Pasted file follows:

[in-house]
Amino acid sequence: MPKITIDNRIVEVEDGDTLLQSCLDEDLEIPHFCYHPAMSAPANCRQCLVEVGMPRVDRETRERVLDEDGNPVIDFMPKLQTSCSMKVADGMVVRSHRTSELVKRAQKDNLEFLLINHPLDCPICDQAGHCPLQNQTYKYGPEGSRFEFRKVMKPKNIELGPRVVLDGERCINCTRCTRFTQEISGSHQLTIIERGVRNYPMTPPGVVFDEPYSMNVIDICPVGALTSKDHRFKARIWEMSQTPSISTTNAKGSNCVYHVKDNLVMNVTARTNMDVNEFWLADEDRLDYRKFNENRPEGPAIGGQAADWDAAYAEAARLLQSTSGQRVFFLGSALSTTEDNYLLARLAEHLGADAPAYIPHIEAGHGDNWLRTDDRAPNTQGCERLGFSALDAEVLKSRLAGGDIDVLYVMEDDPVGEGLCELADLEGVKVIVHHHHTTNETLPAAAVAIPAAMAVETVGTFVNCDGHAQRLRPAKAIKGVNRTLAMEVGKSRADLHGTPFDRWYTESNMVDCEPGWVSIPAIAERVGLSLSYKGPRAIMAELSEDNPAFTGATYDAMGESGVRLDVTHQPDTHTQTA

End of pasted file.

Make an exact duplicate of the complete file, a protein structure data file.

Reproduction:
[in-house]
Amino acid sequence: MPKITIDNRIVEVEDGDTLLQSCLDEDLEIPHFCYHPAMSAPANCRQCLVEVGMPRVDRETRERVLDEDGNPVIDFMPKLQTSCSMKVADGMVVRSHRTSELVKRAQKDNLEFLLINHPLDCPICDQAGHCPLQNQTYKYGPEGSRFEFRKVMKPKNIELGPRVVLDGERCINCTRCTRFTQEISGSHQLTIIERGVRNYPMTPPGVVFDEPYSMNVIDICPVGALTSKDHRFKARIWEMSQTPSISTTNAKGSNCVYHVKDNLVMNVTARTNMDVNEFWLADEDRLDYRKFNENRPEGPAIGGQAADWDAAYAEAARLLQSTSGQRVFFLGSALSTTEDNYLLARLAEHLGADAPAYIPHIEAGHGDNWLRTDDRAPNTQGCERLGFSALDAEVLKSRLAGGDIDVLYVMEDDPVGEGLCELADLEGVKVIVHHHHTTNETLPAAAVAIPAAMAVETVGTFVNCDGHAQRLRPAKAIKGVNRTLAMEVGKSRADLHGTPFDRWYTESNMVDCEPGWVSIPAIAERVGLSLSYKGPRAIMAELSEDNPAFTGATYDAMGESGVRLDVTHQPDTHTQTA